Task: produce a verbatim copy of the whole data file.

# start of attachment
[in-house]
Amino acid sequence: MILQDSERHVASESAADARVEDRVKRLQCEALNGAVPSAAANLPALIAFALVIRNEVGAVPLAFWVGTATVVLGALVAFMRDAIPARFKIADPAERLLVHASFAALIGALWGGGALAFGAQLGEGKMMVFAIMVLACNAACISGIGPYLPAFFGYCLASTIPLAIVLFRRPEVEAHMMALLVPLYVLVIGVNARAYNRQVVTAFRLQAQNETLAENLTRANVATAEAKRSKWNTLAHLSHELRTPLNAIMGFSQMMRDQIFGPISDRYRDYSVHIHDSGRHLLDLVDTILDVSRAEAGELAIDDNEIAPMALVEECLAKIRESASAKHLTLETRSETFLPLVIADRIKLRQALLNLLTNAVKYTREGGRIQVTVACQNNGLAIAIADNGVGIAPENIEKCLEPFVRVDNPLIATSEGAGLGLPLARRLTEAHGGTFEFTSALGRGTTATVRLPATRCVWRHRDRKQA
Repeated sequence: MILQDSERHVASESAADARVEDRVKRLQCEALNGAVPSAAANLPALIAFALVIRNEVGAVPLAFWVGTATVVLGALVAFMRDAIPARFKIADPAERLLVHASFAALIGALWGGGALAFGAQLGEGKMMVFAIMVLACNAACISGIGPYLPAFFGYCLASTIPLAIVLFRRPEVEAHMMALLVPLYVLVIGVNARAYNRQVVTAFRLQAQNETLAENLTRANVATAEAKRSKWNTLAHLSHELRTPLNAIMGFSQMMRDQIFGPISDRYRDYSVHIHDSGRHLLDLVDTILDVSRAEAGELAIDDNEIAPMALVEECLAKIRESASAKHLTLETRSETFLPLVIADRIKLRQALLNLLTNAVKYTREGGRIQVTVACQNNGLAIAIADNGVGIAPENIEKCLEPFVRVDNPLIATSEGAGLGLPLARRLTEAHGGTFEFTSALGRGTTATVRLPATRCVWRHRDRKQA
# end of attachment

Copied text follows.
[in-house]
Amino acid sequence: MILQDSERHVASESAADARVEDRVKRLQCEALNGAVPSAAANLPALIAFALVIRNEVGAVPLAFWVGTATVVLGALVAFMRDAIPARFKIADPAERLLVHASFAALIGALWGGGALAFGAQLGEGKMMVFAIMVLACNAACISGIGPYLPAFFGYCLASTIPLAIVLFRRPEVEAHMMALLVPLYVLVIGVNARAYNRQVVTAFRLQAQNETLAENLTRANVATAEAKRSKWNTLAHLSHELRTPLNAIMGFSQMMRDQIFGPISDRYRDYSVHIHDSGRHLLDLVDTILDVSRAEAGELAIDDNEIAPMALVEECLAKIRESASAKHLTLETRSETFLPLVIADRIKLRQALLNLLTNAVKYTREGGRIQVTVACQNNGLAIAIADNGVGIAPENIEKCLEPFVRVDNPLIATSEGAGLGLPLARRLTEAHGGTFEFTSALGRGTTATVRLPATRCVWRHRDRKQA
Repeated sequence: MILQDSERHVASESAADARVEDRVKRLQCEALNGAVPSAAANLPALIAFALVIRNEVGAVPLAFWVGTATVVLGALVAFMRDAIPARFKIADPAERLLVHASFAALIGALWGGGALAFGAQLGEGKMMVFAIMVLACNAACISGIGPYLPAFFGYCLASTIPLAIVLFRRPEVEAHMMALLVPLYVLVIGVNARAYNRQVVTAFRLQAQNETLAENLTRANVATAEAKRSKWNTLAHLSHELRTPLNAIMGFSQMMRDQIFGPISDRYRDYSVHIHDSGRHLLDLVDTILDVSRAEAGELAIDDNEIAPMALVEECLAKIRESASAKHLTLETRSETFLPLVIADRIKLRQALLNLLTNAVKYTREGGRIQVTVACQNNGLAIAIADNGVGIAPENIEKCLEPFVRVDNPLIATSEGAGLGLPLARRLTEAHGGTFEFTSALGRGTTATVRLPATRCVWRHRDRKQA